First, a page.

The economic future of this populous south-east Asian country is increasingly ambivalent.
On the one hand it is becoming regional with its presently limited integration of customs, commerce and finance with the other nine ASEAN countries which, up to 2015, called itself an integrated economic community. On the other, it is pursuing its own developmental objectives, powered also by investment from abroad amounting to 29 billion dollars in 2016, and slightly lower in the first two trimesters of 2017. On the whole, the immense archipelago is in fourth place among developing and transition economies but its exports consist excessively of raw materials rather than finished products.
Indonesia is still affected by international uncertainty, the crisis in the Eurozone and also by USA interest rates and, finally, by disturbances in the People’s Republic of China, the object of many of its main exports. The low rate of exchange between the Indonesian rupee and the dollar facilitates exports without damaging energy imports due also to the drop on world oil prices, but the government of Jakarta is being encouraged by several parties to take advantage of present favourable conditions so as to avoid the danger of serious economic turbulence.
Two further questions have cut across the panorama of the country over the years. The first is the death penalty and the second is the application of Sharia Law. Indonesia has joined the list of Moslem countries with a significant increase in executions. In the case of Indonesia, however, death sentences are not, for the most part, related to terrorist acts – as is the case in Pakistan which carried out hundreds of executions, after a seven-year moratorium, in December 2014 – but mostly for drug-related crimes, something seen by the government as a threat to social stability. At the centre of the electoral campaign of President Joko Widodo, in office since October 2014, there was not only an innovative social policy, the decentralisation and the lay form of state but also a tough fight against the spread of drugs. The resumption of executions in 2015, after a two-year suspension, was clearly conditioned by the social and economic conditions of the great Asian archipelago, rich in population and resources but finding it difficult to achieve equilibrium and drive in an unfavourable global climate.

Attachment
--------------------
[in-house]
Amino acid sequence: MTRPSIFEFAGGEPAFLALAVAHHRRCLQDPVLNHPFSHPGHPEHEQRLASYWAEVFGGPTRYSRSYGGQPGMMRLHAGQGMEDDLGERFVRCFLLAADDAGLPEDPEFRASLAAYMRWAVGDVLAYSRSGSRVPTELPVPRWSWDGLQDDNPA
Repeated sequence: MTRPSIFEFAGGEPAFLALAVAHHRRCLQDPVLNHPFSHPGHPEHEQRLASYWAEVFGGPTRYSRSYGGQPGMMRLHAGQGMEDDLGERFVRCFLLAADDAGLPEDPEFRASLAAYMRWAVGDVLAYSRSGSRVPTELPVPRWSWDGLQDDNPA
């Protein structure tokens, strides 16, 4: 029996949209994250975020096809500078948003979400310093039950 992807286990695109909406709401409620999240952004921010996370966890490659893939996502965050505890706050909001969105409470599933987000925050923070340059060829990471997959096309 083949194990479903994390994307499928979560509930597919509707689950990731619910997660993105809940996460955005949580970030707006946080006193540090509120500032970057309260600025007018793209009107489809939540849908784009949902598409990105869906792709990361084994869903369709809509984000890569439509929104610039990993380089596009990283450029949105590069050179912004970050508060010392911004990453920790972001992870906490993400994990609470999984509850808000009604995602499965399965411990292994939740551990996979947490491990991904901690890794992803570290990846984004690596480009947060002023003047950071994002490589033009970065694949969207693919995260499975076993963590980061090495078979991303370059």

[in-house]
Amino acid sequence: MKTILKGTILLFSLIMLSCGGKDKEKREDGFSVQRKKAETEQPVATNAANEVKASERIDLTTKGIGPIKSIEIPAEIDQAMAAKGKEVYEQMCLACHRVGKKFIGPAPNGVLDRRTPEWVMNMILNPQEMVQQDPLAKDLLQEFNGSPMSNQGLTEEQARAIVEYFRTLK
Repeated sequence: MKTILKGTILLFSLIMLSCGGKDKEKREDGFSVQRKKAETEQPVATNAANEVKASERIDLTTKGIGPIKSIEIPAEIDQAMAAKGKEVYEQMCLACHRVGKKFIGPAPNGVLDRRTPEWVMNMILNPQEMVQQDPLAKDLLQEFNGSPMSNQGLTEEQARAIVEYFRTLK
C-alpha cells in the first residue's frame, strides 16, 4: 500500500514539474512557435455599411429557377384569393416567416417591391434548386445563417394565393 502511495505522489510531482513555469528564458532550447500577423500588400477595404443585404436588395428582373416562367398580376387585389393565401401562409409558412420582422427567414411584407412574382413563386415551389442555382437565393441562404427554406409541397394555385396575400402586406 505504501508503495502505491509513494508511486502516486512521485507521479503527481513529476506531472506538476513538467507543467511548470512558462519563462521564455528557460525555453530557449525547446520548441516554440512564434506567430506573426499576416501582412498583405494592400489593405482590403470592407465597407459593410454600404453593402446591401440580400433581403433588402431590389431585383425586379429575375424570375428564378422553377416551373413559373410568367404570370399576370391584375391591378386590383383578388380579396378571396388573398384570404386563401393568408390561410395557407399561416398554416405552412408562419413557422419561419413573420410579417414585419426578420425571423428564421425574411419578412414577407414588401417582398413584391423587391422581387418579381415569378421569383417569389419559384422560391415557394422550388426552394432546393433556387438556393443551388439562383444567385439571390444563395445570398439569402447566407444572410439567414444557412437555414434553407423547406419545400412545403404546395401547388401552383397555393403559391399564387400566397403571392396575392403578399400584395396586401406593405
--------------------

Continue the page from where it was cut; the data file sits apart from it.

Intending to gain the broadest consensus possible among the electorate, but also aware of the demands of opposition to a real problem emerging from the electorate, those responsible for the spread of synthetic drugs widely used among the urban middle class, especially its younger members, became a target. Executions also involve foreign citizens. After the shootings of the last two years, Indonesian diplomacy has been placed in danger of reprisals, having been forced to cancel many executions that were planned but not yet carried out. In the final years of his regime before he was deposed in 1998, former president Suharto had played the Islamic fundamentalism card to safeguard a system by which the members of his party and of the army were guaranteed a majority in parliament and all sorts of privileges. This support for the radical fringes of Islam inherited by the new, fragile Indonesian democracy, took a toll between 2000 and 2004 of thousands of victims in the villages and among the plantations once shared between Moslems and Christians in the Moluccas and in Sulawesi. Inevitably, if Islam determines the basic identity of the country, it will also be one of the problematic elements, both within and without. A case in question is that of Aceh, the furthest western point of the island of Sumatra, where Sharia Law has already been imposed. Among the consequences of the new autonomy, the legal recognition of Sharia Law has, up to now, given rise to as much perplexity as enthusiasm. In particular, the methods of the ‘religious police’ who are supposed to enforce its observance are a cause of great annoyance.
However, there are also positive developments that are encouraged by the administration of a president like Joko Widodo who is the first Indonesian head of state unspoiled by compromise with either the military or progressive Islam.
For example, since 20 May, 2015, it is no longer obligatory to declare one’s faith on one’s identity card. That was an imposition that in practice not only encouraged the formation of non-Islam ghettos (24 per cent of the population), but forced some to adopt a clandestine condition, preferring to have no documents rather than risk discrimination.
This provision has ended a debate that has been going on for years and anticipates further initiatives supported by President Joko Widodo during the election campaign of the previous year.
The drafting of the law dealing with the reform of religions has been going on since November, 2014, not without political opportunities both within and without the majority party (Indonesian Democratic Party of Struggle) that supports the president. The law of 1965 provides for six recognised religions: Islam, Hinduism, Buddhism, Protestantism, Catholicism and Confucianism with the obligation of indicating one’s religion on one’s identity card. Since the year 2000, it has been possible to indicate ‘other’ to allow for the identities of the followers of traditional religions.
As declared by the Internal ministry soon after the inauguration of the present government in autumn 2014, the law has the duty of ‘protecting religions’, not that of defending the lay form of the state or to promote ‘a state founded on religion’. (S.V.)